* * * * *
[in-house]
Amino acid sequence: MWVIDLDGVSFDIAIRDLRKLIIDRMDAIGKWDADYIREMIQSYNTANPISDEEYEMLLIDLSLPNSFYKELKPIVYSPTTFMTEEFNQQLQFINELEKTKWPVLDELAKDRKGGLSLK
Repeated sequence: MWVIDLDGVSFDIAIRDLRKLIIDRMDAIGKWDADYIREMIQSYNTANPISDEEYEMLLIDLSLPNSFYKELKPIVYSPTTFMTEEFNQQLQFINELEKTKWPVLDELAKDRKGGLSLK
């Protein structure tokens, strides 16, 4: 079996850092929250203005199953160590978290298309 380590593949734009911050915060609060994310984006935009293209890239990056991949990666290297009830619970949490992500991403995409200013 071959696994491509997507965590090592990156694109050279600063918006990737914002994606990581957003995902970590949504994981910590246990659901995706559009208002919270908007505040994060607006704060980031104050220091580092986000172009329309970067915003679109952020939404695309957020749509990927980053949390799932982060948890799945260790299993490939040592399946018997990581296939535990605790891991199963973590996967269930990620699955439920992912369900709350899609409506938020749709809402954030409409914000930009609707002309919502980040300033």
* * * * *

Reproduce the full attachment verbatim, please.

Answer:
[in-house]
Amino acid sequence: MWVIDLDGVSFDIAIRDLRKLIIDRMDAIGKWDADYIREMIQSYNTANPISDEEYEMLLIDLSLPNSFYKELKPIVYSPTTFMTEEFNQQLQFINELEKTKWPVLDELAKDRKGGLSLK
Repeated sequence: MWVIDLDGVSFDIAIRDLRKLIIDRMDAIGKWDADYIREMIQSYNTANPISDEEYEMLLIDLSLPNSFYKELKPIVYSPTTFMTEEFNQQLQFINELEKTKWPVLDELAKDRKGGLSLK
């Protein structure tokens, strides 16, 4: 079996850092929250203005199953160590978290298309 380590593949734009911050915060609060994310984006935009293209890239990056991949990666290297009830619970949490992500991403995409200013 071959696994491509997507965590090592990156694109050279600063918006990737914002994606990581957003995902970590949504994981910590246990659901995706559009208002919270908007505040994060607006704060980031104050220091580092986000172009329309970067915003679109952020939404695309957020749509990927980053949390799932982060948890799945260790299993490939040592399946018997990581296939535990605790891991199963973590996967269930990620699955439920992912369900709350899609409506938020749709809402954030409409914000930009609707002309919502980040300033």